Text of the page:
Nick Bannister, a private investigator of the mind, navigates the alluring world of the past when his life is changed by new client Mae. A simple case becomes an obsession after she disappears and he fights to learn the truth about her.
This film starts with a very interesting premise, gets entangled in a web of its numerous plotlines, but manages to redeem itself, with Hugh Jackman bringing the emotions to his well-layered character.
Set in a dystopian future where the people now cling to memories to relive the best moments of their lives, Reminiscence sees Jackman take the reins as Nick, a man who becomes obsessed with a mysterious woman named Mae (Rebecca Ferguson) after she comes into his life and disappears without a word.
Knowing that something is wrong, Nick follows a cold trail that leads him to uncover more and more about the dark past and true nature of the lady he thought he knew, all the while navigating the corrupt underbelly of the flood-ridden cities.
The concept of humans reliving their most treasured memories is an intriguing one and the science-fiction here is believably realistic.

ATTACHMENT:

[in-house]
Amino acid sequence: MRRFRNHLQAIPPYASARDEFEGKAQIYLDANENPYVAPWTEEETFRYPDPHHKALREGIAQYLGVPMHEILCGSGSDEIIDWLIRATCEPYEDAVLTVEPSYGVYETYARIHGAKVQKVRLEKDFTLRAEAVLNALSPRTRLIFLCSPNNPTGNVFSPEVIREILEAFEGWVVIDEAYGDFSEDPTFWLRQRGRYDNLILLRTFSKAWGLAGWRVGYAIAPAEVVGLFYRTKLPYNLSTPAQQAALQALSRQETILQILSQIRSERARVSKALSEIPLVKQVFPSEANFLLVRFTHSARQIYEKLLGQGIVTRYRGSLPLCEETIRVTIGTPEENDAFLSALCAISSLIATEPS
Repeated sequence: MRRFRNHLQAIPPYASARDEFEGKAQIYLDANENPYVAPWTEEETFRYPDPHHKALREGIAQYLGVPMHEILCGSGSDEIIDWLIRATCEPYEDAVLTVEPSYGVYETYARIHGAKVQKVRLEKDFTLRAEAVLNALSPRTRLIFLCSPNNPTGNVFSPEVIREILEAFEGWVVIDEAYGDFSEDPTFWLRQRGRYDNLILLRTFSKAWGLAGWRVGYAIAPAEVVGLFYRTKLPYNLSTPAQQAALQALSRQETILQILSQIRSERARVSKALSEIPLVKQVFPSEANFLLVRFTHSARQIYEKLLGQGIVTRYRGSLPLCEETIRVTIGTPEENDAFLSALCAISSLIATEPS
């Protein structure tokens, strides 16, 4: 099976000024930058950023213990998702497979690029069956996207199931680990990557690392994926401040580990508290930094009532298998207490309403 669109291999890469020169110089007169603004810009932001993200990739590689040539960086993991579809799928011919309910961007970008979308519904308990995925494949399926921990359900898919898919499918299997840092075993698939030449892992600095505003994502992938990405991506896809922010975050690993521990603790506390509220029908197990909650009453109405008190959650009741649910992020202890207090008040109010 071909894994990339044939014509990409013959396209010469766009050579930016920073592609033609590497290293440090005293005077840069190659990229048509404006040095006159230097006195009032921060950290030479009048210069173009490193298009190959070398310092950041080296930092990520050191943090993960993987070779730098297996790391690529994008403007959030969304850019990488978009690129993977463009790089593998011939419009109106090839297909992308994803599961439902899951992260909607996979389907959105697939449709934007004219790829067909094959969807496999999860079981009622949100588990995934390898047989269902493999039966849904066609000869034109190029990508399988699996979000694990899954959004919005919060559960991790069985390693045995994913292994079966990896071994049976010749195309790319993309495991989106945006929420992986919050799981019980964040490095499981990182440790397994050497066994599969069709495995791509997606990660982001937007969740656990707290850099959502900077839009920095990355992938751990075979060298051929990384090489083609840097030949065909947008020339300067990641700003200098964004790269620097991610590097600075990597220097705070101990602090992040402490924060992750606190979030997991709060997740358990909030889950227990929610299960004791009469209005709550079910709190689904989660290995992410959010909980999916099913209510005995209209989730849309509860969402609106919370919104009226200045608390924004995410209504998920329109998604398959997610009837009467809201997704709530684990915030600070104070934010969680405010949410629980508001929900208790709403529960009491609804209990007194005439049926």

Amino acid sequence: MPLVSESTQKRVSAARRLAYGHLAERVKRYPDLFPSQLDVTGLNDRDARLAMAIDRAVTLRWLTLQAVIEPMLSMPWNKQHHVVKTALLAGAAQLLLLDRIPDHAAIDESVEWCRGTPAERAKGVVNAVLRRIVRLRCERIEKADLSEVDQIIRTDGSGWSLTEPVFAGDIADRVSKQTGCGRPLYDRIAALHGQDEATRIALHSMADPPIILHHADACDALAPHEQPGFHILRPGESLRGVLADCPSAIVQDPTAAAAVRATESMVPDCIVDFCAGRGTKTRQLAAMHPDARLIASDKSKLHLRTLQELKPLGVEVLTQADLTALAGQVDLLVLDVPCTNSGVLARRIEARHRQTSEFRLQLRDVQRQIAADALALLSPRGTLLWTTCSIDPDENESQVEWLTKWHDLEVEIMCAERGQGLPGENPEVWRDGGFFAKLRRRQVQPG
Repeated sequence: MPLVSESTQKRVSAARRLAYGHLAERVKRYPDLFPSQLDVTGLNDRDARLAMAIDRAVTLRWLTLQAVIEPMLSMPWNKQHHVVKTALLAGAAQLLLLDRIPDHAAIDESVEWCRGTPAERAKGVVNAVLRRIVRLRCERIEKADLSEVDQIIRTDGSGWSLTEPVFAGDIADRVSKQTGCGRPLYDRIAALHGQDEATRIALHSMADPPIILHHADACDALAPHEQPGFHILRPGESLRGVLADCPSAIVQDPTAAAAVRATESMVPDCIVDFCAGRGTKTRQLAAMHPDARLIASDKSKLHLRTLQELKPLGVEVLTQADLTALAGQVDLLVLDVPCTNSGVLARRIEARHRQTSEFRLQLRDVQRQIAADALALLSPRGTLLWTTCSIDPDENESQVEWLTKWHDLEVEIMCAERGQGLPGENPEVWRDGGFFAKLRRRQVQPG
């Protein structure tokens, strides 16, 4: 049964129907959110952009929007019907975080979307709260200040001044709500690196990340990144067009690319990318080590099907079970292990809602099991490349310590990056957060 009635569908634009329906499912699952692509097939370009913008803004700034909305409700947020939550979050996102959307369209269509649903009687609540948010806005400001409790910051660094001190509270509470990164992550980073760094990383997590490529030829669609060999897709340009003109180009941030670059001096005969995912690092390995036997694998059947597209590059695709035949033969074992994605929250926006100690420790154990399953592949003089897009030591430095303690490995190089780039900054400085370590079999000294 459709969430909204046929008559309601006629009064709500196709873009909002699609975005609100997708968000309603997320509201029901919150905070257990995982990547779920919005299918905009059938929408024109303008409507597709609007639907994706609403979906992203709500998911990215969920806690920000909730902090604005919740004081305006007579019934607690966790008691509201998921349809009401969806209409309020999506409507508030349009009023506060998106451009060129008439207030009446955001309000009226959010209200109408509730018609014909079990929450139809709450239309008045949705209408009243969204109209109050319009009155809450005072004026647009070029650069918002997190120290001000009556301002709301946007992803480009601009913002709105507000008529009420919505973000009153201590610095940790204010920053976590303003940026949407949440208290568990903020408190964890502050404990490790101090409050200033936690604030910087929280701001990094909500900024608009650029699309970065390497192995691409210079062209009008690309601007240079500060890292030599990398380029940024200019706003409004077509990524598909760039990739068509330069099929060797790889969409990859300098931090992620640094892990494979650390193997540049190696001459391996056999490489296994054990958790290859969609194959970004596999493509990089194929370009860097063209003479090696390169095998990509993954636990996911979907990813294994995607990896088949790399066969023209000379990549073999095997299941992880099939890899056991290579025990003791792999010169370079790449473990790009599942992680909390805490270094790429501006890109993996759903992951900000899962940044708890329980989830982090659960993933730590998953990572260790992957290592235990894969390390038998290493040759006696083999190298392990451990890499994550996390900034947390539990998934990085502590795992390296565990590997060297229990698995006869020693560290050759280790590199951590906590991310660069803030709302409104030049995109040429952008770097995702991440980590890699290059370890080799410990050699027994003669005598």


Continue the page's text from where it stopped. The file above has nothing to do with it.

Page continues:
Midway, the film begins to lose its way by taking on too many subplots and I then asked myself if it was a sci-fi thriller, an action sci-fi, an action thriller, or a romance thriller.
Anyway, as the lead, Hugh Jackman makes you care for his character. He is a man hanging on to the one person who lit up his dreary existence and like a moth to the flame, he will pursue her even if it means dying in the process.
Thandie Newton is amazing in a supporting role. Besides Nick and Mae, she is the most interesting to watch. Unlike the protagonist, she doesn't hold on to any fantasy to get by; she forges ahead in spite of life's tragedies.
Rebecca Ferguson as Mae is your typical femme fatale; she comes into Nick's life and from the moment he sees her, is swept off his feet (Hollywood needs to stop with the overly melodramatic romance themes). Her acting is never in doubt but I wished she didn't have to be so predictable in the damsel in distress role most of the time.
I commend the director Lisa Joy for tackling this film which must have been challenging to make. Even though it doesn't become what it aims to be, it leaves a lasting impression.
Reminiscence should be better than it is but that notwithstanding, it proved to be an enjoyable sci-fi thriller for me.